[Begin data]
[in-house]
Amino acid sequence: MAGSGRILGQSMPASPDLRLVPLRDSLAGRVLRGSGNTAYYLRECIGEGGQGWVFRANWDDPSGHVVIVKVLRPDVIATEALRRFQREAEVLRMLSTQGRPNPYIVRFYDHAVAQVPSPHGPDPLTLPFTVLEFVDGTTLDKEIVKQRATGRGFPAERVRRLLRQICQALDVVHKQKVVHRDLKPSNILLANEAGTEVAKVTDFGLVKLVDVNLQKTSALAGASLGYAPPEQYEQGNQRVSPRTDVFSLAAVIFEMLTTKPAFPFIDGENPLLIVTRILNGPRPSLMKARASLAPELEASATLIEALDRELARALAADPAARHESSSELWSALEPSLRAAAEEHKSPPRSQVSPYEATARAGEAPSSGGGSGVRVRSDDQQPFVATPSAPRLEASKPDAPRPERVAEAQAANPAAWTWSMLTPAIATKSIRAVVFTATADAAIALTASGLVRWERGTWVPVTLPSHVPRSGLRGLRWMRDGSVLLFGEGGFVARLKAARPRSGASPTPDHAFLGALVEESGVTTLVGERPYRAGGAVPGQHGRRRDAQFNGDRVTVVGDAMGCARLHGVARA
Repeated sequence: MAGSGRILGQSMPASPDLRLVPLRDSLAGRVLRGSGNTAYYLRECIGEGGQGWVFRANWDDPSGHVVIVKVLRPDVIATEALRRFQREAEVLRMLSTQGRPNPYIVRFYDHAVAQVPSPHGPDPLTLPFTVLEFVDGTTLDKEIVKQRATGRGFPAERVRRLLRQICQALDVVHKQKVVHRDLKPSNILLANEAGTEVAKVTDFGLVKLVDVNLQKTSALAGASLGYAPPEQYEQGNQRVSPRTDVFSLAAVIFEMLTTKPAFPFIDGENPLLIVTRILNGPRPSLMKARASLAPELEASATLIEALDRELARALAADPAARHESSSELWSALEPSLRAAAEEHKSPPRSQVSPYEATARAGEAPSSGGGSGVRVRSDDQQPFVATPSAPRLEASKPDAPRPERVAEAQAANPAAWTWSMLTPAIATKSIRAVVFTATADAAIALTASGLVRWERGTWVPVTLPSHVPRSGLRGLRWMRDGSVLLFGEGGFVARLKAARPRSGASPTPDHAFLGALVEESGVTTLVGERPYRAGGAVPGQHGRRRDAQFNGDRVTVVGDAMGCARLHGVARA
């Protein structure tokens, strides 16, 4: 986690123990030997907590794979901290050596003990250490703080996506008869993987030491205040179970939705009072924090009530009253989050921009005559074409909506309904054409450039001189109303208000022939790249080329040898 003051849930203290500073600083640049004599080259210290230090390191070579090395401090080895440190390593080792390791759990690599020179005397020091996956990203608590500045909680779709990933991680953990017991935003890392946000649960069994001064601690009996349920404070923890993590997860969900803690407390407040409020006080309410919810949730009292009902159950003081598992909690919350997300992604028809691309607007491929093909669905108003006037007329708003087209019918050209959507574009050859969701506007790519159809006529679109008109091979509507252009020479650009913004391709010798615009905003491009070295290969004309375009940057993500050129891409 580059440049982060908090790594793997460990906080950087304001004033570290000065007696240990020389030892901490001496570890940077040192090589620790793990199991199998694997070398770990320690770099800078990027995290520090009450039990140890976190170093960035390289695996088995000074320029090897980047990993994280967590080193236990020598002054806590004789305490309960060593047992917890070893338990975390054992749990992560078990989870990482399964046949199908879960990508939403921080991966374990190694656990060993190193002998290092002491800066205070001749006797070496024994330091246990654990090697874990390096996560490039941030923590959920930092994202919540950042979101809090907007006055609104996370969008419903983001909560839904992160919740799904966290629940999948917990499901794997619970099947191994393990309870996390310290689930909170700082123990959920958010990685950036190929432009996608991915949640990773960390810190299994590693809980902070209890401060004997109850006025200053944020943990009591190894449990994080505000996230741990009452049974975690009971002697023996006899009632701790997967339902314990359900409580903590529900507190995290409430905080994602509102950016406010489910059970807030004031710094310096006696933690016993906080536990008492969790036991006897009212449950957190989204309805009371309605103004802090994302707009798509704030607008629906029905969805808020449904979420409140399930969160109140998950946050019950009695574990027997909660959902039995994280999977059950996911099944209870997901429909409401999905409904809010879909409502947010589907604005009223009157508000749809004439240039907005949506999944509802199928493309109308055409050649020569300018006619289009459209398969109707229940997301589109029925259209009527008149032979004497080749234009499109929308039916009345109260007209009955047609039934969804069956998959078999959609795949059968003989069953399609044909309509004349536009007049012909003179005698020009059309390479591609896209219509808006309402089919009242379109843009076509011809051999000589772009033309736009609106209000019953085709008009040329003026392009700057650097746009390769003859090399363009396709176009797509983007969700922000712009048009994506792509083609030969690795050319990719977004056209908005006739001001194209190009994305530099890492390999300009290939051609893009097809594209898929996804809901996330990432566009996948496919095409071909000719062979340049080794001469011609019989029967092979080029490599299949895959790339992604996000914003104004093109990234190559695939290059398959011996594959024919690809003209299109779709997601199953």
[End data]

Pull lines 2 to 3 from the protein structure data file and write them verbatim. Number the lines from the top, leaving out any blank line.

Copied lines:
Amino acid sequence: MAGSGRILGQSMPASPDLRLVPLRDSLAGRVLRGSGNTAYYLRECIGEGGQGWVFRANWDDPSGHVVIVKVLRPDVIATEALRRFQREAEVLRMLSTQGRPNPYIVRFYDHAVAQVPSPHGPDPLTLPFTVLEFVDGTTLDKEIVKQRATGRGFPAERVRRLLRQICQALDVVHKQKVVHRDLKPSNILLANEAGTEVAKVTDFGLVKLVDVNLQKTSALAGASLGYAPPEQYEQGNQRVSPRTDVFSLAAVIFEMLTTKPAFPFIDGENPLLIVTRILNGPRPSLMKARASLAPELEASATLIEALDRELARALAADPAARHESSSELWSALEPSLRAAAEEHKSPPRSQVSPYEATARAGEAPSSGGGSGVRVRSDDQQPFVATPSAPRLEASKPDAPRPERVAEAQAANPAAWTWSMLTPAIATKSIRAVVFTATADAAIALTASGLVRWERGTWVPVTLPSHVPRSGLRGLRWMRDGSVLLFGEGGFVARLKAARPRSGASPTPDHAFLGALVEESGVTTLVGERPYRAGGAVPGQHGRRRDAQFNGDRVTVVGDAMGCARLHGVARA
Repeated sequence: MAGSGRILGQSMPASPDLRLVPLRDSLAGRVLRGSGNTAYYLRECIGEGGQGWVFRANWDDPSGHVVIVKVLRPDVIATEALRRFQREAEVLRMLSTQGRPNPYIVRFYDHAVAQVPSPHGPDPLTLPFTVLEFVDGTTLDKEIVKQRATGRGFPAERVRRLLRQICQALDVVHKQKVVHRDLKPSNILLANEAGTEVAKVTDFGLVKLVDVNLQKTSALAGASLGYAPPEQYEQGNQRVSPRTDVFSLAAVIFEMLTTKPAFPFIDGENPLLIVTRILNGPRPSLMKARASLAPELEASATLIEALDRELARALAADPAARHESSSELWSALEPSLRAAAEEHKSPPRSQVSPYEATARAGEAPSSGGGSGVRVRSDDQQPFVATPSAPRLEASKPDAPRPERVAEAQAANPAAWTWSMLTPAIATKSIRAVVFTATADAAIALTASGLVRWERGTWVPVTLPSHVPRSGLRGLRWMRDGSVLLFGEGGFVARLKAARPRSGASPTPDHAFLGALVEESGVTTLVGERPYRAGGAVPGQHGRRRDAQFNGDRVTVVGDAMGCARLHGVARA